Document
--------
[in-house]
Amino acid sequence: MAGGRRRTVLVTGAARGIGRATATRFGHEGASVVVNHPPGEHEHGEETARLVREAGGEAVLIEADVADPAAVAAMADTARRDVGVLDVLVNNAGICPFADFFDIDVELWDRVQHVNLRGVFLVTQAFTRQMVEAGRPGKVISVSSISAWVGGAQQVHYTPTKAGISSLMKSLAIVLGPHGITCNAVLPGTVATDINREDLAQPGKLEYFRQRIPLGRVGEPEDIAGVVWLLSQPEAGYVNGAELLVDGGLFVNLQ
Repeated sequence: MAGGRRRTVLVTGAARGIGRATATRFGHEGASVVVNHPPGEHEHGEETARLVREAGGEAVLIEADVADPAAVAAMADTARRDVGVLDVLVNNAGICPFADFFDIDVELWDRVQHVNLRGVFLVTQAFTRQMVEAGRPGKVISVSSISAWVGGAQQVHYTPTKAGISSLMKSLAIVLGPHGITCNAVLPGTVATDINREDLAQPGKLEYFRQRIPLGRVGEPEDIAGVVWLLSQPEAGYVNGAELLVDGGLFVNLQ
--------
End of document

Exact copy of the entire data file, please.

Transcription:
[in-house]
Amino acid sequence: MAGGRRRTVLVTGAARGIGRATATRFGHEGASVVVNHPPGEHEHGEETARLVREAGGEAVLIEADVADPAAVAAMADTARRDVGVLDVLVNNAGICPFADFFDIDVELWDRVQHVNLRGVFLVTQAFTRQMVEAGRPGKVISVSSISAWVGGAQQVHYTPTKAGISSLMKSLAIVLGPHGITCNAVLPGTVATDINREDLAQPGKLEYFRQRIPLGRVGEPEDIAGVVWLLSQPEAGYVNGAELLVDGGLFVNLQ
Repeated sequence: MAGGRRRTVLVTGAARGIGRATATRFGHEGASVVVNHPPGEHEHGEETARLVREAGGEAVLIEADVADPAAVAAMADTARRDVGVLDVLVNNAGICPFADFFDIDVELWDRVQHVNLRGVFLVTQAFTRQMVEAGRPGKVISVSSISAWVGGAQQVHYTPTKAGISSLMKSLAIVLGPHGITCNAVLPGTVATDINREDLAQPGKLEYFRQRIPLGRVGEPEDIAGVVWLLSQPEAGYVNGAELLVDGGLFVNLQ